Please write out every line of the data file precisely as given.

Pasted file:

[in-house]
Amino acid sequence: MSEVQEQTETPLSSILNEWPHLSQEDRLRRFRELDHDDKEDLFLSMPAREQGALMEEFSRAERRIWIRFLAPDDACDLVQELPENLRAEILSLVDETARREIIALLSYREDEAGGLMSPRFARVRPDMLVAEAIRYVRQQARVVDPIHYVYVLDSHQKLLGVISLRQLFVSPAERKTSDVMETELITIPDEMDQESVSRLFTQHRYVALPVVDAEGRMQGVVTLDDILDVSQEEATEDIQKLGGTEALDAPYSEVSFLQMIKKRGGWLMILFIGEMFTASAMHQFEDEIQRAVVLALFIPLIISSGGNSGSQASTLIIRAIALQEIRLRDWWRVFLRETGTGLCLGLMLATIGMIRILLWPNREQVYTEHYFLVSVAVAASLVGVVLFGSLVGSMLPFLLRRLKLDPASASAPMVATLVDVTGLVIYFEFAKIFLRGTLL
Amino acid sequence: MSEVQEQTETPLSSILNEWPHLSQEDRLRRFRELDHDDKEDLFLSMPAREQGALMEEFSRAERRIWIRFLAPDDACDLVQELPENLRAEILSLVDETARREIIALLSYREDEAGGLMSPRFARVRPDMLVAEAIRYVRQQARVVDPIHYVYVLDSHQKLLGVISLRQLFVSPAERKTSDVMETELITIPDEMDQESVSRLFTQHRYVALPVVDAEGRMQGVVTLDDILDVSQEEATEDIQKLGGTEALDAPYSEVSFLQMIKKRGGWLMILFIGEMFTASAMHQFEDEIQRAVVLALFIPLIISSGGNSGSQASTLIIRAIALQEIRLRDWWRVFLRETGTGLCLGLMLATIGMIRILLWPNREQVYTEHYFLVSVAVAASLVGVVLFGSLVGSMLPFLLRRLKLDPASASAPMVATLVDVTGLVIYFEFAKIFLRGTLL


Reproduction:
[in-house]
Amino acid sequence: MSEVQEQTETPLSSILNEWPHLSQEDRLRRFRELDHDDKEDLFLSMPAREQGALMEEFSRAERRIWIRFLAPDDACDLVQELPENLRAEILSLVDETARREIIALLSYREDEAGGLMSPRFARVRPDMLVAEAIRYVRQQARVVDPIHYVYVLDSHQKLLGVISLRQLFVSPAERKTSDVMETELITIPDEMDQESVSRLFTQHRYVALPVVDAEGRMQGVVTLDDILDVSQEEATEDIQKLGGTEALDAPYSEVSFLQMIKKRGGWLMILFIGEMFTASAMHQFEDEIQRAVVLALFIPLIISSGGNSGSQASTLIIRAIALQEIRLRDWWRVFLRETGTGLCLGLMLATIGMIRILLWPNREQVYTEHYFLVSVAVAASLVGVVLFGSLVGSMLPFLLRRLKLDPASASAPMVATLVDVTGLVIYFEFAKIFLRGTLL
Amino acid sequence: MSEVQEQTETPLSSILNEWPHLSQEDRLRRFRELDHDDKEDLFLSMPAREQGALMEEFSRAERRIWIRFLAPDDACDLVQELPENLRAEILSLVDETARREIIALLSYREDEAGGLMSPRFARVRPDMLVAEAIRYVRQQARVVDPIHYVYVLDSHQKLLGVISLRQLFVSPAERKTSDVMETELITIPDEMDQESVSRLFTQHRYVALPVVDAEGRMQGVVTLDDILDVSQEEATEDIQKLGGTEALDAPYSEVSFLQMIKKRGGWLMILFIGEMFTASAMHQFEDEIQRAVVLALFIPLIISSGGNSGSQASTLIIRAIALQEIRLRDWWRVFLRETGTGLCLGLMLATIGMIRILLWPNREQVYTEHYFLVSVAVAASLVGVVLFGSLVGSMLPFLLRRLKLDPASASAPMVATLVDVTGLVIYFEFAKIFLRGTLL